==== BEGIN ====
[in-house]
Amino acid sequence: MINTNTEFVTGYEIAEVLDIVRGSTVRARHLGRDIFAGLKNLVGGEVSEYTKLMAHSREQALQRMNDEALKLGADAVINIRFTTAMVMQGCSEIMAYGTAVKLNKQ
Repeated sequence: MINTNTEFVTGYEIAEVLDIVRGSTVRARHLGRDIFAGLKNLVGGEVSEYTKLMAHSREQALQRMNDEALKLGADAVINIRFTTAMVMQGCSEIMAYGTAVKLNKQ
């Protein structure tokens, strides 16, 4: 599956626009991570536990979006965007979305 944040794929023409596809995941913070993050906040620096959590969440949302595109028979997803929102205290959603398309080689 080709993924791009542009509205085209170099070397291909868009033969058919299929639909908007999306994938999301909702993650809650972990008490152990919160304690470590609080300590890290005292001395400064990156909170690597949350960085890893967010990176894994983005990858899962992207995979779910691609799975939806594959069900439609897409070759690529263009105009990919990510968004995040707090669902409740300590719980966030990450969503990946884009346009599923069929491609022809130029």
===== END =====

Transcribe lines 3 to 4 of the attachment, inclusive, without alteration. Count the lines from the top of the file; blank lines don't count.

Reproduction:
Repeated sequence: MINTNTEFVTGYEIAEVLDIVRGSTVRARHLGRDIFAGLKNLVGGEVSEYTKLMAHSREQALQRMNDEALKLGADAVINIRFTTAMVMQGCSEIMAYGTAVKLNKQ
């Protein structure tokens, strides 16, 4: 599956626009991570536990979006965007979305 944040794929023409596809995941913070993050906040620096959590969440949302595109028979997803929102205290959603398309080689 080709993924791009542009509205085209170099070397291909868009033969058919299929639909908007999306994938999301909702993650809650972990008490152990919160304690470590609080300590890290005292001395400064990156909170690597949350960085890893967010990176894994983005990858899962992207995979779910691609799975939806594959069900439609897409070759690529263009105009990919990510968004995040707090669902409740300590719980966030990450969503990946884009346009599923069929491609022809130029």